Monday, February 25, 2013

Medical Mondays: Narcolepsy

You've probably heard of narcolepsy. Who hasn't jokingly labeled themselves as a narcoleptic when excessively tired? (No? Maybe that's just me then.)

Or watched the abundant YouTube offerings of narcoleptic dogs?

Narcolepsy is a real sleep disorder, usually characterized by four things:

1. Cataplexy
2. Hypnogogic hallucinations
3. Sleep paralysis
4. Daytime sleepiness

Cataplexy is emotionally-triggered muscle weakness. It can be only part of the face, or body and often causes a person to collapse.

Hypnogogic hallucinations are vivid hallucinations that happen while falling asleep. They can be visual, sound, or touch hallucinations and occur because of a mix of wakefulness and dreaming during the REM cycle. As you can imagine, they can be quite frightening.

Sleep Paralysis is the inability to move or speak on the first few minutes of waking or just before sleeping. Unlike cataplexy, this isn't triggered by emotions. People often feel like they are suffocating when this occurs.

Daytime sleepiness goes beyond what normal people might have with a little sleep deprivation. People with narcolepsy will often fall asleep at inappropriate times, called "sleep attacks."

How many people have narcolepsy? For every 100,000 people, about 25-50 people have narcolepsy. It tends to show up in the teens and twenties.

What causes it? Rare brain lesions can cause it, but most cases occur because of a loss of two neurotransmitters (the signaling chemicals between brain cells): orexin-A and orexin-B. The orexins promote and stabilize wakefulness and prevent inappropriate entrance into REM sleep. There also may be hereditary factors at play. There is also a debated autoimmune theory as well (body attacking itself in areas that cause narcolepsy).

How do you diagnose it? By symptoms, and by an overnight sleep study (polysomnography) and the Multiple Sleep Latency Test (MSLT).

How do you treat it? By treating non-narcolepsy sleep disorders; using medications that help keep patients awake during the day (stimulants); and REM-suppressing medications (like Effexor, or venlafaxine).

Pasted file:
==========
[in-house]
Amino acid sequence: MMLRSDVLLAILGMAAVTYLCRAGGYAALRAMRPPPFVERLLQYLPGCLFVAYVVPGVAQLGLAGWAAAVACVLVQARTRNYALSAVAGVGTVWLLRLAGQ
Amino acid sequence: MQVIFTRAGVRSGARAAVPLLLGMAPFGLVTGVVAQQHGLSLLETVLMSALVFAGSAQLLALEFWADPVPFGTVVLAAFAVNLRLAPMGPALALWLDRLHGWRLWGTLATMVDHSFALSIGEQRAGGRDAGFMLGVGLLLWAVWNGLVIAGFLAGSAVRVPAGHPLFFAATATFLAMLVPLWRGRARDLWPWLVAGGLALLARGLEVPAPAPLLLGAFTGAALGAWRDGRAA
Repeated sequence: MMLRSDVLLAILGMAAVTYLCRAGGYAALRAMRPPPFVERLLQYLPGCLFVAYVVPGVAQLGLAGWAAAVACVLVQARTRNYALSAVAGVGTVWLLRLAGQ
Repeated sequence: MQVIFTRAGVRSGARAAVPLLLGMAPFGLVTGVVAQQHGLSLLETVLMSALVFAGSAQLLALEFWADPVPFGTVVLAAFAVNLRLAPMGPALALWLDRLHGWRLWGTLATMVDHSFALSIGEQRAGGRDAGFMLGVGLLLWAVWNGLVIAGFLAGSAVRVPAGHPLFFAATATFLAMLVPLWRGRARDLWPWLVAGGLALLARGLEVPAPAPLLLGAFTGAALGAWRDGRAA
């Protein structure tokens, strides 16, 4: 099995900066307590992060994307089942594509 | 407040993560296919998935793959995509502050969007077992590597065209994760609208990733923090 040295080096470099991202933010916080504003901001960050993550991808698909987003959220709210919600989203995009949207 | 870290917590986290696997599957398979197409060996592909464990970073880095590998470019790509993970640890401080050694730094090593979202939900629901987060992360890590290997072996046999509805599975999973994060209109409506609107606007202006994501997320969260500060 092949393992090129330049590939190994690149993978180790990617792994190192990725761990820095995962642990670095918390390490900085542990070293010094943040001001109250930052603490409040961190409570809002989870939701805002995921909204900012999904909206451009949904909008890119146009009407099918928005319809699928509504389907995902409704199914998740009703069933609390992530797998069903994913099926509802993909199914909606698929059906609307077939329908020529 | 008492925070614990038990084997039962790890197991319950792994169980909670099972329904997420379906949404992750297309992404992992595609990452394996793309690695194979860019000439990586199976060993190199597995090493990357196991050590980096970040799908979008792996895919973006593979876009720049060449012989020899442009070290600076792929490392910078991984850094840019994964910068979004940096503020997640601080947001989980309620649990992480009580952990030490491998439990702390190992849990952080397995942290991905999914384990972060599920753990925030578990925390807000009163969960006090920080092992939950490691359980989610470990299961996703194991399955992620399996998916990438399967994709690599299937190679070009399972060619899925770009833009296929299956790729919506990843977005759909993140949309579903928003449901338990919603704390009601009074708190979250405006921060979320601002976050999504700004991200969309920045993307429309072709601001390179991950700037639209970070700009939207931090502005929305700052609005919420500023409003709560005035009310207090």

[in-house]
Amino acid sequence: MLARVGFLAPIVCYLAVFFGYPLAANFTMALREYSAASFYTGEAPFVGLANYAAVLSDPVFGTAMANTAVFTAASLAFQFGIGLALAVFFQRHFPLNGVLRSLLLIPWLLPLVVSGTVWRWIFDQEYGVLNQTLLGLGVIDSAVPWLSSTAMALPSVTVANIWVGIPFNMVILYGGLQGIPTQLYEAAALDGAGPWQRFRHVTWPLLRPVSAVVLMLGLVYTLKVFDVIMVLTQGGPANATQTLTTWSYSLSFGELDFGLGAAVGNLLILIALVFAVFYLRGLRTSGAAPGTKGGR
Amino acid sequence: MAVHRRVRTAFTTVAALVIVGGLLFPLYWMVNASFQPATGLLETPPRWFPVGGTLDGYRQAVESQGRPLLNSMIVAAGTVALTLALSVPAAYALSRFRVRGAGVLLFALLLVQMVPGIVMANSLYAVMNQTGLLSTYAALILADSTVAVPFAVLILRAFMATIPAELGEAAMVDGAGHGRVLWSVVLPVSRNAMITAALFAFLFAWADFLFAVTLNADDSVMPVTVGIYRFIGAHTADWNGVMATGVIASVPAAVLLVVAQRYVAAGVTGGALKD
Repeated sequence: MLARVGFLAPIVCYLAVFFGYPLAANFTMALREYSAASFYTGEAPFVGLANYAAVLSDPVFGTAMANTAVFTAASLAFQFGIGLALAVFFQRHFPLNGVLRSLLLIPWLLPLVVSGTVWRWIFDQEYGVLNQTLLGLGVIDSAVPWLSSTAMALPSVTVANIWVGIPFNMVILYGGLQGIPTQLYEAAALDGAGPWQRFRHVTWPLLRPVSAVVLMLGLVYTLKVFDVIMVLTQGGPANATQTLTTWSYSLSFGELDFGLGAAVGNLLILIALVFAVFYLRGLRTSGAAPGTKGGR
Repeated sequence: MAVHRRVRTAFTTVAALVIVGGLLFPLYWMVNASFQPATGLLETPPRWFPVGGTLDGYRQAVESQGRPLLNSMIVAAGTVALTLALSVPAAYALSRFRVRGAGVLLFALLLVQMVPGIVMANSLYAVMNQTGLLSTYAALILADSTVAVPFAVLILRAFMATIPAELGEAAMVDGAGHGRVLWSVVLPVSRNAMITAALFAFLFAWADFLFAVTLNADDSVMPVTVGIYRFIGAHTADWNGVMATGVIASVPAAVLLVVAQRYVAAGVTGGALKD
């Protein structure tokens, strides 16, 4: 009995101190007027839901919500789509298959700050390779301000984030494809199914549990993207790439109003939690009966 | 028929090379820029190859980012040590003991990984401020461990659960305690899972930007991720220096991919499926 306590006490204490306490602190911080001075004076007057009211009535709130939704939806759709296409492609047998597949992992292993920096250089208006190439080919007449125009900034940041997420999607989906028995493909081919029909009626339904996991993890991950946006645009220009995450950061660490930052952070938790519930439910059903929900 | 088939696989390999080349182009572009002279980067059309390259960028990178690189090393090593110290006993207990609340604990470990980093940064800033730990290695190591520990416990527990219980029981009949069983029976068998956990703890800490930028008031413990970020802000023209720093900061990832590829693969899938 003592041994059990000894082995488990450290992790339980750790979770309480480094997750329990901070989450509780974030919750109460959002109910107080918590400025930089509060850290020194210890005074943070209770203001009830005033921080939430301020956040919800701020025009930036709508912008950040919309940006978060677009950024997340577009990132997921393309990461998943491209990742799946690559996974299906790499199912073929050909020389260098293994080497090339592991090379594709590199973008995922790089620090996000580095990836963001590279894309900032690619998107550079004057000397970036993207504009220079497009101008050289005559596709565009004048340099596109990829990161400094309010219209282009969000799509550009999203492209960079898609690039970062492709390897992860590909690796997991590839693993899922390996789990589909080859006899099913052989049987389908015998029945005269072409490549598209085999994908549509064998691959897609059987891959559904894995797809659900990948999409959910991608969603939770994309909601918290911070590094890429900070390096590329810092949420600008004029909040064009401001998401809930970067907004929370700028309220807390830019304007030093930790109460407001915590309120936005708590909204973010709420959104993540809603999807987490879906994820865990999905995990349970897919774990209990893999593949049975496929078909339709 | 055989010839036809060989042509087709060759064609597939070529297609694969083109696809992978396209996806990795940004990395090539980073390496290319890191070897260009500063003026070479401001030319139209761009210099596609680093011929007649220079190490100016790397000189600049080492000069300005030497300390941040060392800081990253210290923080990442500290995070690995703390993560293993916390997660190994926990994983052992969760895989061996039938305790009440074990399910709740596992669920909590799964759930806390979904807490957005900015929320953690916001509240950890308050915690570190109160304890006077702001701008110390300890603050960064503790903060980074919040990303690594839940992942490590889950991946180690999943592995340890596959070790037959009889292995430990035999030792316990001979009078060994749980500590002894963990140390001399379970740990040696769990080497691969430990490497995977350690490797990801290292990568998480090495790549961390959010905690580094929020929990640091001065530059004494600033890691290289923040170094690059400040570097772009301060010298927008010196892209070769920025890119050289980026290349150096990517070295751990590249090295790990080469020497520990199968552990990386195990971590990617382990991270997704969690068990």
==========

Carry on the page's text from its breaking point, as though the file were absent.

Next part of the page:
For those who would like more info on narcolepsy, here are some resources:

PubMed Health

And for your poor poodle with narcolepsy:

As much as narcolepsy is often used as a punchline in the media, I for one am glad I don't have it! It's a waking nightmare, if you ask me.


Medical Mondays is a series intended to help writers with their fictional scenarios. Please check out the boring but necessary disclaimer on my sidebar. :)

Friday, February 22, 2013


This is my new, favorite weather-related exclamation.

I'm having a second snow day at home with the kidlets. Someone posted this on a local weather station and though I Tumbled it, I had to share with you guys too:

Hee hee. 

Today, I'm hoping to get some plotting and outlining done. That, and eat too many carbs, because that is always what snow makes me want to do.

What are you guys up to? Do you write well on a snowy day?

Monday, February 18, 2013

Tumbling into Tumblr

Thank you guys again for all your support surrounding my news! I'm still on Cloud 9. :)

So about two weeks ago, one of my friend Elsie Chapman and I were tweeting about Tumblr. She kinda, sorta dared me to get onto Tumblr, a microblogging site, and I kinda sorta replied,

"Why? Because email/Twitter/Facebook/3 blogs/Website/LinkedIn/Google/Pinterest/forums aren't hacking it as enough social media in my life?"

Ha ha ha.

And then, I stopped laughing. Because I joined Tumblr.

I resisted for so long because I didn't get Tumblr. You reblog other people's content? What for? Aren't I doing enough already? Won't it be too much to keep up with? Am I too creaky for tumbling? Will it give me a headache? What else could I possibly blog or microblog about that matters? Will this do anything for my platform as a YA sci-fi writer?

So here's what I decided. I joined Tumblr for the following reasons:

1. It's easy. The idea of reblogging other people's content means I can post "new" content on my Tumblr blog without much work. It can be audio, visual, quotes, video, anything. The time commitment is very little. Sometimes with my blog here, it can take hours to write a single Blogger post. Also, I decided that if I'm picking up a new social media site, I'm going to make it super low-key and low-stress. No set schedule, just Tumblr new stuff whenever I feel like it. And it's linked automatically to post to Twitter when I publish anything.

2. It hits a different readership. Right now, The Word is My Oyster is really a blog for writers and the writing blogging community, less so for readers. The Class of 2k13 aims to hit readers, librarians, teachers, and readers, but focuses on the books themselves much of the time. The League of Extraordinary Writers is more a science-fiction writer's blog, but I only post there once a month.

3. It has different content than anything else I do. My tumblr blog is going to be more about getting my geeky science side satisfied.

4. Visiting other people's Tumblr sites is so easy. On the dashboard of my Tumblr, I just scroll down to see new stuff in a flash. And that, in a nut shell, is why Tumblr is so fantastic--it's quick, visually and mentally, for both reader and bloggers.